Sudarshan Thapa, the focal person at the Butwal-based Corona-specific hospital, said that making returnees stay in home quarantine would not be a good idea, as many houses in villages do not have separate toilets and many can’t even afford a separate room as stipulated by the guideline issued by WHO for home quarantine.
“Many local units are sending returnees straight to home quarantine without any regulation, which will only lead to a rapid community transfer of the virus,” he said.
(Manoj Paudel in Kapilvastu, Durgalal KC in Dang, Madhab Aryal in Palpa and Sanju Paudel in Rupandehi contributed reporting.)
Frequently asked questions about the coronavirus outbreak
UPDATED as of July 13, 2020
What is Covid-19?
Covid-19, short for coronavirus disease, is an illness caused by the coronavirus SARS-CoV-2, short for severe acute respiratory syndrome coronavirus 2. Common symptoms of the disease include fever, dry cough, fatigue, shortness of breath and breathing difficulties. In severe cases, the infection can cause pneumonia, severe acute respiratory syndrome, kidney failure and even death.
How contagious is Covid-19?
Covid-19 can spread easily from person to person, especially in enclosed spaces. The virus can travel through the air in respiratory droplets produced when a sick person breathes, talks, coughs or sneezes. As the virus can also survive on plastic and steel surfaces for up to 72 hours and on cardboard for up to 24 hours, any contact with such surfaces can also spread the virus. Symptoms take between two to 14 days to appear, during which time the carrier is believed to be contagious.
Where did the virus come from?
The virus was first identified in Wuhan, China in late December. The coronavirus is a large family of viruses that is responsible for everything from the common cold to Middle East Respiratory Syndrome (MERS) and Severe Acute Respiratory Syndrome (SARS). After an initial outbreak in Wuhan that spread across Hubei province, eventually infecting over 80,000 and killing more than 3,000, new infection rates in mainland China have dropped. However, the disease has since spread across the world at an alarming rate.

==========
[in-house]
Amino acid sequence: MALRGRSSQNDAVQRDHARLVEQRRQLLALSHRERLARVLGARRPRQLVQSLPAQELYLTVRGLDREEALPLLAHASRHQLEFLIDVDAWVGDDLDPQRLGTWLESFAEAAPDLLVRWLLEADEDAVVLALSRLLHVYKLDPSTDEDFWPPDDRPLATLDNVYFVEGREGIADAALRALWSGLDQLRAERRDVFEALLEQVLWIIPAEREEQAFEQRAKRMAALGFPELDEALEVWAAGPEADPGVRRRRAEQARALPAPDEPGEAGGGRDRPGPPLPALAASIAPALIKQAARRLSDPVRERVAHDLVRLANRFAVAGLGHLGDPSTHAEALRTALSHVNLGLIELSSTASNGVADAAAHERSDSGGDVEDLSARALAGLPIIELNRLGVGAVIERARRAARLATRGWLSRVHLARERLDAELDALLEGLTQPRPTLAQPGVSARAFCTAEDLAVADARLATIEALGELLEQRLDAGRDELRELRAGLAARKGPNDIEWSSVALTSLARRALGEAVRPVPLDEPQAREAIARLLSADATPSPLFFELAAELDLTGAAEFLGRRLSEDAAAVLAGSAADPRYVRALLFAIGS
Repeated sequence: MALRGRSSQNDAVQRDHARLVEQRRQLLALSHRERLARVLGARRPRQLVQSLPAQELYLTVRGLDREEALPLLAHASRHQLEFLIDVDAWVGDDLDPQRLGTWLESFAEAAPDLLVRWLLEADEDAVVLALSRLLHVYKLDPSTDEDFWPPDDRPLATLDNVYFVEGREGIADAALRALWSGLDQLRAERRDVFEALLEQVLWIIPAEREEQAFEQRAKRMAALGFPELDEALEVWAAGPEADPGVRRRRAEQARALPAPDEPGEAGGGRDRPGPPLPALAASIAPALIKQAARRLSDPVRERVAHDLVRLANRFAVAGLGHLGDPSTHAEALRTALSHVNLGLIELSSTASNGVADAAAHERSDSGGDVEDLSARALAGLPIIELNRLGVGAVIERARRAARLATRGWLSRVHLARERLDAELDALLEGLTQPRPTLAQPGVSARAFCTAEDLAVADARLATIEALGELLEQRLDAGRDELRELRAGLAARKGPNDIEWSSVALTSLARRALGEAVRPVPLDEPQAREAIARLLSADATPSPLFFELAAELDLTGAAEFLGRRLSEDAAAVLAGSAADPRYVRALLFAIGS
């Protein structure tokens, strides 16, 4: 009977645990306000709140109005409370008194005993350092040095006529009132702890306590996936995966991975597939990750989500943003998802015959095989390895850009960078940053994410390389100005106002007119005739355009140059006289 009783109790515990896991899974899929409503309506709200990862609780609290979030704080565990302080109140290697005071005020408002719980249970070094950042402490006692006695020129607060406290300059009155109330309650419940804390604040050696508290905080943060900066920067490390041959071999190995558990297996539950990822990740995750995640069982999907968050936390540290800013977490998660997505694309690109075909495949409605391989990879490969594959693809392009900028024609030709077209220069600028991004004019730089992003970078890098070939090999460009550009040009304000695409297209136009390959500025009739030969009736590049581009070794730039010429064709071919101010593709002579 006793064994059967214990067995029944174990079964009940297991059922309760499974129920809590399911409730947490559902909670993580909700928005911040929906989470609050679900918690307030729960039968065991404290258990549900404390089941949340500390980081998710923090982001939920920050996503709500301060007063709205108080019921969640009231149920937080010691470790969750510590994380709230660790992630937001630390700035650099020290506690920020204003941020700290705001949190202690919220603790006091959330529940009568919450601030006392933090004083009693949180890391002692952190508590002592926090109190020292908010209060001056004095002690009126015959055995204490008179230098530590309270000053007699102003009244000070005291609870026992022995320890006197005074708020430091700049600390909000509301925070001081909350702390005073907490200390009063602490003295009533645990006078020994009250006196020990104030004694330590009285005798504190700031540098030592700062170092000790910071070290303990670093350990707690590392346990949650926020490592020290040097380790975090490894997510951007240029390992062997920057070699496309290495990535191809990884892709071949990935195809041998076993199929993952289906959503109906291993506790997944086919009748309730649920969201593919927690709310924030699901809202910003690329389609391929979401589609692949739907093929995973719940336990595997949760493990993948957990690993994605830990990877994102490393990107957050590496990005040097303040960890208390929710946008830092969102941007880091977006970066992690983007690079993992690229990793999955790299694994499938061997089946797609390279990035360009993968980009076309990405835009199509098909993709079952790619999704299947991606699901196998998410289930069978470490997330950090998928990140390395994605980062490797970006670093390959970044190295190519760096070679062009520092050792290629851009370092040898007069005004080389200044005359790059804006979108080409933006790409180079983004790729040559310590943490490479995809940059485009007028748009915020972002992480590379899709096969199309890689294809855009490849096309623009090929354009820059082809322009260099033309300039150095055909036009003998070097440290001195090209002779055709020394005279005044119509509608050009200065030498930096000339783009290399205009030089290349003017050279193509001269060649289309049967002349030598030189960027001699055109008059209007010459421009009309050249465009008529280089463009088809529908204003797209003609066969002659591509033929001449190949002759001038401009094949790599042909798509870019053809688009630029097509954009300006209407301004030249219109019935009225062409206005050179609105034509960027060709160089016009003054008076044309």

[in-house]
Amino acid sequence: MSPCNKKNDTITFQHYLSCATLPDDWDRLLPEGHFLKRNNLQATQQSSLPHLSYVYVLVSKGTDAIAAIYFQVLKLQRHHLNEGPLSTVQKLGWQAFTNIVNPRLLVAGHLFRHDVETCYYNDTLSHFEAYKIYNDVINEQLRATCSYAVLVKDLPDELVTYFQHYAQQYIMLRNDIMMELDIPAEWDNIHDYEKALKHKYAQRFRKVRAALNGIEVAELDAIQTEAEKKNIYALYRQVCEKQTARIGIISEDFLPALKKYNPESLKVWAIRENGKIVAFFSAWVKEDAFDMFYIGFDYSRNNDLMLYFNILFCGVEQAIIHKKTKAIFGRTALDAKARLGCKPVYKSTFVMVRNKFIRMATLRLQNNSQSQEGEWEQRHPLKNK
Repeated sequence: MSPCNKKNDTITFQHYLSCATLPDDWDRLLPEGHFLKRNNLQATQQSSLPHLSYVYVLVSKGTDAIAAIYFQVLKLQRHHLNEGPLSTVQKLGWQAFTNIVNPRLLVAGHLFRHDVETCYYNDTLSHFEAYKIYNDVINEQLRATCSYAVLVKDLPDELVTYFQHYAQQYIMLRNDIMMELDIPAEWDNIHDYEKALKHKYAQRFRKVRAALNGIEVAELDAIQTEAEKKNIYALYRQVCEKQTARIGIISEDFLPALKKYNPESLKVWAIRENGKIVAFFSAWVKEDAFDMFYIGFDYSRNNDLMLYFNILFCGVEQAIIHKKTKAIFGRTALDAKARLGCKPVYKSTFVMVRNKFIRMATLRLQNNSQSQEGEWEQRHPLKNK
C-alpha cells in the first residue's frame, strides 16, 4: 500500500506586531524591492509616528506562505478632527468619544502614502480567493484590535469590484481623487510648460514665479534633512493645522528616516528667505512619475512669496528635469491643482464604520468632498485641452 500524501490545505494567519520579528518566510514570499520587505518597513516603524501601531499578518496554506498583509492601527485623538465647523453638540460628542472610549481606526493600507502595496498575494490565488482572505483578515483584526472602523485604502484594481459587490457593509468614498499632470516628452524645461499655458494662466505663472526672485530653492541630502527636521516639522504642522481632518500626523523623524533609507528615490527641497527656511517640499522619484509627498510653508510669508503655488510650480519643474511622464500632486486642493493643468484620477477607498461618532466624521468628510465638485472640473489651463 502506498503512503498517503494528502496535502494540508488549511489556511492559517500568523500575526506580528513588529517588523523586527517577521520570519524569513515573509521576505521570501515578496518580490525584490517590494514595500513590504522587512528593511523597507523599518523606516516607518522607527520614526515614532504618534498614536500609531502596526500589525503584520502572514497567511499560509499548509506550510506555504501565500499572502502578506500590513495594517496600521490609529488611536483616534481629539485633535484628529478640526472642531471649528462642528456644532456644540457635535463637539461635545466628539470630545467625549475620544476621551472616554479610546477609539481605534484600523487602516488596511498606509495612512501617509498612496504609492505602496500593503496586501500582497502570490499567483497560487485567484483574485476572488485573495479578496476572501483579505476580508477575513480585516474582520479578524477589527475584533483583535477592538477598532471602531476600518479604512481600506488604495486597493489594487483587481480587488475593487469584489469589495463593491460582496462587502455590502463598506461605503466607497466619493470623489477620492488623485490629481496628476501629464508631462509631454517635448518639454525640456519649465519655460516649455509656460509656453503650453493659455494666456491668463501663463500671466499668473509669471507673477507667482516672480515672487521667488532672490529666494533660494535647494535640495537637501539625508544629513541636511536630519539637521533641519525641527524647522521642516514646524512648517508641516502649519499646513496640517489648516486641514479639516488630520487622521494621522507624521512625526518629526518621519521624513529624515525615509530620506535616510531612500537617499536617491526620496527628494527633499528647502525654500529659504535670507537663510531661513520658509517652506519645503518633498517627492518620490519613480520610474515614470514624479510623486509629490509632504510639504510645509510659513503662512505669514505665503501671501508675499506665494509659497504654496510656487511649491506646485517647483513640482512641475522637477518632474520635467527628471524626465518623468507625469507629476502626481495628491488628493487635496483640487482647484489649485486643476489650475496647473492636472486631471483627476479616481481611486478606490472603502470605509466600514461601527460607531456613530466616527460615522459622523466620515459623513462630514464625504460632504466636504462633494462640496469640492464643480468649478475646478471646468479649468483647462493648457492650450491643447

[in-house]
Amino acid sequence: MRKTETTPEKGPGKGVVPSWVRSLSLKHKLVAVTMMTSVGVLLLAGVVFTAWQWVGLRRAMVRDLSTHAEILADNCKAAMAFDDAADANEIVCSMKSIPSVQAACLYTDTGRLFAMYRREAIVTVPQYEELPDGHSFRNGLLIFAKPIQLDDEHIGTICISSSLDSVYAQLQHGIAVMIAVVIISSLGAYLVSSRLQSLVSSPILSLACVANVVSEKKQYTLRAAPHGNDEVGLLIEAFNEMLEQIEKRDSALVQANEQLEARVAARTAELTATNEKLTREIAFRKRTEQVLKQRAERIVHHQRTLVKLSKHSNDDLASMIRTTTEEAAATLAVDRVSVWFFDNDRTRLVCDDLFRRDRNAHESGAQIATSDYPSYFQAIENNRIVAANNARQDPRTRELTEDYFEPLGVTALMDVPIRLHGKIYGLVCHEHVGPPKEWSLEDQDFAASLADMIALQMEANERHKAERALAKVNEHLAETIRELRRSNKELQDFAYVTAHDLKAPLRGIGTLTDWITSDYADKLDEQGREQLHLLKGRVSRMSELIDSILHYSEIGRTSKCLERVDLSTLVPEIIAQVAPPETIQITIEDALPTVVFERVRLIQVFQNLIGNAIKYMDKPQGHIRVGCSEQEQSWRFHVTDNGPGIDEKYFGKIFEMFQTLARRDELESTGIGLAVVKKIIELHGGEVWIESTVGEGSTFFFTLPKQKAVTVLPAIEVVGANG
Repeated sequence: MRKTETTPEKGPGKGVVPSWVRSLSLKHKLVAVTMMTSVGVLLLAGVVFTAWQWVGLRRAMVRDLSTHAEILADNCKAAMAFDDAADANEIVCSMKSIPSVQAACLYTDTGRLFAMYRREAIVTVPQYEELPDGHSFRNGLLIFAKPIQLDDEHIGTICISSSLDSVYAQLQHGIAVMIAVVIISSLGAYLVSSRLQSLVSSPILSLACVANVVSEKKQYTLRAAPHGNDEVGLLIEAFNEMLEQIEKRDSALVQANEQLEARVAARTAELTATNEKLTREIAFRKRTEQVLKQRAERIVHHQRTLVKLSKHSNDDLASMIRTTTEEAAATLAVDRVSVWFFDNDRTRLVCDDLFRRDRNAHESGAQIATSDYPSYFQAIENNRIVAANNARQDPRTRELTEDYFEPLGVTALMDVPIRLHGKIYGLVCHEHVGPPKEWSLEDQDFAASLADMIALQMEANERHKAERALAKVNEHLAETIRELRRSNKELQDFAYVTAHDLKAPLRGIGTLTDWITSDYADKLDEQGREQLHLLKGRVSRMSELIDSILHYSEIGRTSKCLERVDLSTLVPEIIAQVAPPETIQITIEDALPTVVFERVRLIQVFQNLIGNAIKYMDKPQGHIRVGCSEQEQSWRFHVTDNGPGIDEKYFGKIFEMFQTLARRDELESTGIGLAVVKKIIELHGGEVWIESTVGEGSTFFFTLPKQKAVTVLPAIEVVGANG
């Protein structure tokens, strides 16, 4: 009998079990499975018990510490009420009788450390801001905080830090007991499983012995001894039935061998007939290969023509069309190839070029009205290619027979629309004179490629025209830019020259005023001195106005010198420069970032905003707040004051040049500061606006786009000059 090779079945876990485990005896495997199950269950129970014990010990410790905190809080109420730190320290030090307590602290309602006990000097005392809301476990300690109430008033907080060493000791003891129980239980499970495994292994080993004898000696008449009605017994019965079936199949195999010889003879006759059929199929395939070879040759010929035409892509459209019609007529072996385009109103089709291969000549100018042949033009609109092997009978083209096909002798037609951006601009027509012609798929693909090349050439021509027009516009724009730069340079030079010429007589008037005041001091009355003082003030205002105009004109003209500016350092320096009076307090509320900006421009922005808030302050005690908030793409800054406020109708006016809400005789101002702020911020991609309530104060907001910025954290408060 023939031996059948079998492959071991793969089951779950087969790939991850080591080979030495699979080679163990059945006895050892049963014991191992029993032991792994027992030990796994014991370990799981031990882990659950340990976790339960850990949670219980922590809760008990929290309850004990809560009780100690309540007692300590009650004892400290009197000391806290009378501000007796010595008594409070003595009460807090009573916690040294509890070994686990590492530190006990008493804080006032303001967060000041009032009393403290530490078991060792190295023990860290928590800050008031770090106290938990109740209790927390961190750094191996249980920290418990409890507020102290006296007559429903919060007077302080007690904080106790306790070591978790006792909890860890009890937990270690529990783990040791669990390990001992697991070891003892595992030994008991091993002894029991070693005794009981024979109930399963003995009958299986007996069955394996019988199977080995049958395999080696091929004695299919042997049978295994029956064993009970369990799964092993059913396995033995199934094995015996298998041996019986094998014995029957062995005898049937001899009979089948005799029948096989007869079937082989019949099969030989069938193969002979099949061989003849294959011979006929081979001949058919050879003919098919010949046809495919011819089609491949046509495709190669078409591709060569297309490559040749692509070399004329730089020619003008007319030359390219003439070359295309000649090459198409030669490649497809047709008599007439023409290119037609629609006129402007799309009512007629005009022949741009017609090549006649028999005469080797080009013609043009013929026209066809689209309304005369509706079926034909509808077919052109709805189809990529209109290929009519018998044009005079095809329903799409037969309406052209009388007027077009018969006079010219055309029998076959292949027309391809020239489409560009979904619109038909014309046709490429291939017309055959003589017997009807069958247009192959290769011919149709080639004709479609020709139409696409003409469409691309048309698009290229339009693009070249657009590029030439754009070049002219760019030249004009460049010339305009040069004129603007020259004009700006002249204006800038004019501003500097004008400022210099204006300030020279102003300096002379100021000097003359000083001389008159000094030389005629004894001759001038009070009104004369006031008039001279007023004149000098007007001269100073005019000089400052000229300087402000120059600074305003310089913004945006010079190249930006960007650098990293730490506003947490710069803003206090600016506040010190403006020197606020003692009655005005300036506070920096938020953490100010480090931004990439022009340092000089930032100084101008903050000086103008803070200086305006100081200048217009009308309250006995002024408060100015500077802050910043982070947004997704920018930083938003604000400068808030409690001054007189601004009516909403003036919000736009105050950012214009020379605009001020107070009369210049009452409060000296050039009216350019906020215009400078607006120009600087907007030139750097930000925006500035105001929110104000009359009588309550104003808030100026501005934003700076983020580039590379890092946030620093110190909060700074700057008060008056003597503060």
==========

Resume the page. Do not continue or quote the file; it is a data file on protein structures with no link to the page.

What is the current status of Covid-19?
The World Health Organisation has called the ongoing outbreak a “pandemic” and urged countries across the world to take precautionary measures. Covid-19 had spread to 213 countries and infected more than 12,718,086 people with 565,138 deaths. In South Asia, India has reported the highest number of infections at 849,522 with 22,673 deaths. While Pakistan has reported 248,872 confirmed cases with 5,197 deaths. Nepal has so far reported 16,801 cases with 38 deaths.
How dangerous is the disease?
The mortality rate for Covid-19 is estimated to be 3.6 percent, but new studies have put the rate slightly higher at 5.7 percent. Although Covid-19 is not too dangerous to young healthy people, older individuals and those with immune-compromised systems are at greater risk of death. People with chronic medical conditions like heart disease, diabetes and lung disease, or those who’ve recently undergone serious medical procedures, are also at risk.
How do I keep myself safe?
The WHO advises that the most important thing you can do is wash your hands frequently with soap and water for at least 20 seconds or use hand sanitizers with at least 60 percent alcohol content. Avoid touching your eyes, nose and mouth with unclean hands. Clean and disinfect frequently used surfaces like your computers and phones. Avoid large crowds of people. Seek medical attention if symptoms persist for longer than a few days.
Is it time to panic?
No. The government has imposed a lockdown to limit the spread of the virus. There is no need to begin stockpiling food, cooking gas or hand sanitizers. However, it is always prudent to take sensible precautions like the ones identified above.